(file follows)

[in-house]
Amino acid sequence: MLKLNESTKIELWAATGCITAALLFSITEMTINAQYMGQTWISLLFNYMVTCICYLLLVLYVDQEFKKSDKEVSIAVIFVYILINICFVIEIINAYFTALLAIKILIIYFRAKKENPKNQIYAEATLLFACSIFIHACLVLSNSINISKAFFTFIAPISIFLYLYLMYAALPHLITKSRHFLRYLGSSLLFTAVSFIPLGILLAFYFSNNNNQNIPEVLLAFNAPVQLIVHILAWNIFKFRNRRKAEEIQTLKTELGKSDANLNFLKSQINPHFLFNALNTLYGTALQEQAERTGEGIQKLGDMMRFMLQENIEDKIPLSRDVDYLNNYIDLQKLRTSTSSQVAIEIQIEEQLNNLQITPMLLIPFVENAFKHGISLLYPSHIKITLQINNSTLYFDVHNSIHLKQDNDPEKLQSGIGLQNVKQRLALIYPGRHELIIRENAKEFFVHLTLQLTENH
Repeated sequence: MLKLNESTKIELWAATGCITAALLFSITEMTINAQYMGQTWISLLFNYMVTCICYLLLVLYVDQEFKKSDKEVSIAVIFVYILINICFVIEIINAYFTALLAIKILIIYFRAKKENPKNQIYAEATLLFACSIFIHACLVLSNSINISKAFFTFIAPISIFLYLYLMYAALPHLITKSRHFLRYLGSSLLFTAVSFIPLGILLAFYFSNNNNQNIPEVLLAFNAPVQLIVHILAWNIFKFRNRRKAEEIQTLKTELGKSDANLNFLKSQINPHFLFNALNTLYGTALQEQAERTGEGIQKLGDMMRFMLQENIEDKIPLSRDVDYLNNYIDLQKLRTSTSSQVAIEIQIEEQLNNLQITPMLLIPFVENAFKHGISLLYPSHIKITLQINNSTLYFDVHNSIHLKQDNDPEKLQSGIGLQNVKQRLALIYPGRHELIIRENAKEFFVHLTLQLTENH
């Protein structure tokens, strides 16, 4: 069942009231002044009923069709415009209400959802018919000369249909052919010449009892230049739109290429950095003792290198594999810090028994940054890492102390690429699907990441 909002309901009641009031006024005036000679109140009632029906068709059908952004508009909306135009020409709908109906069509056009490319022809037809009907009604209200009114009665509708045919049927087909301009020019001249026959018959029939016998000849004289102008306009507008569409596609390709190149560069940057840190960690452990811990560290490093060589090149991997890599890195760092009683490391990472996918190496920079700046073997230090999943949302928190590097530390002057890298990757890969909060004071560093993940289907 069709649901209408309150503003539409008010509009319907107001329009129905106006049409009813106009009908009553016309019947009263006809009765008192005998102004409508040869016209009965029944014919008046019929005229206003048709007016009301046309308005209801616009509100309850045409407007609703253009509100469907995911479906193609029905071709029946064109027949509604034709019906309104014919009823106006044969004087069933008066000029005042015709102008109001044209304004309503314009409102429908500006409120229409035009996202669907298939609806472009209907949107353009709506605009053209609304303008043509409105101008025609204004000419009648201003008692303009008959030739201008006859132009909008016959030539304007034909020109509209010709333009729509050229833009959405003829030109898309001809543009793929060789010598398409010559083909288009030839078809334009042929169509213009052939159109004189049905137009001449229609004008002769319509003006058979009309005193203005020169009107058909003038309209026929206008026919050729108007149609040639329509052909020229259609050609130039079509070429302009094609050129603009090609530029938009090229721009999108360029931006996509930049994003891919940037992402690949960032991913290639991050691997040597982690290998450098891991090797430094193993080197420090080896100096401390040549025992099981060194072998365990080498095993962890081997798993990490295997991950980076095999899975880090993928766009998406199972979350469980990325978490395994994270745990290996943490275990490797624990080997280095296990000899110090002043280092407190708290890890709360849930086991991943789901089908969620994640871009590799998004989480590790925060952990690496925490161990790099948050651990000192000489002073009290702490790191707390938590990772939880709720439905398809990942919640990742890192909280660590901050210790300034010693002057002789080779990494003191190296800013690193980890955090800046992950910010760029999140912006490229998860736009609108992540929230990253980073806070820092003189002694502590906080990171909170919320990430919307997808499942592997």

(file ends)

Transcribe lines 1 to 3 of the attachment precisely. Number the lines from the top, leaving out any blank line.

[in-house]
Amino acid sequence: MLKLNESTKIELWAATGCITAALLFSITEMTINAQYMGQTWISLLFNYMVTCICYLLLVLYVDQEFKKSDKEVSIAVIFVYILINICFVIEIINAYFTALLAIKILIIYFRAKKENPKNQIYAEATLLFACSIFIHACLVLSNSINISKAFFTFIAPISIFLYLYLMYAALPHLITKSRHFLRYLGSSLLFTAVSFIPLGILLAFYFSNNNNQNIPEVLLAFNAPVQLIVHILAWNIFKFRNRRKAEEIQTLKTELGKSDANLNFLKSQINPHFLFNALNTLYGTALQEQAERTGEGIQKLGDMMRFMLQENIEDKIPLSRDVDYLNNYIDLQKLRTSTSSQVAIEIQIEEQLNNLQITPMLLIPFVENAFKHGISLLYPSHIKITLQINNSTLYFDVHNSIHLKQDNDPEKLQSGIGLQNVKQRLALIYPGRHELIIRENAKEFFVHLTLQLTENH
Repeated sequence: MLKLNESTKIELWAATGCITAALLFSITEMTINAQYMGQTWISLLFNYMVTCICYLLLVLYVDQEFKKSDKEVSIAVIFVYILINICFVIEIINAYFTALLAIKILIIYFRAKKENPKNQIYAEATLLFACSIFIHACLVLSNSINISKAFFTFIAPISIFLYLYLMYAALPHLITKSRHFLRYLGSSLLFTAVSFIPLGILLAFYFSNNNNQNIPEVLLAFNAPVQLIVHILAWNIFKFRNRRKAEEIQTLKTELGKSDANLNFLKSQINPHFLFNALNTLYGTALQEQAERTGEGIQKLGDMMRFMLQENIEDKIPLSRDVDYLNNYIDLQKLRTSTSSQVAIEIQIEEQLNNLQITPMLLIPFVENAFKHGISLLYPSHIKITLQINNSTLYFDVHNSIHLKQDNDPEKLQSGIGLQNVKQRLALIYPGRHELIIRENAKEFFVHLTLQLTENH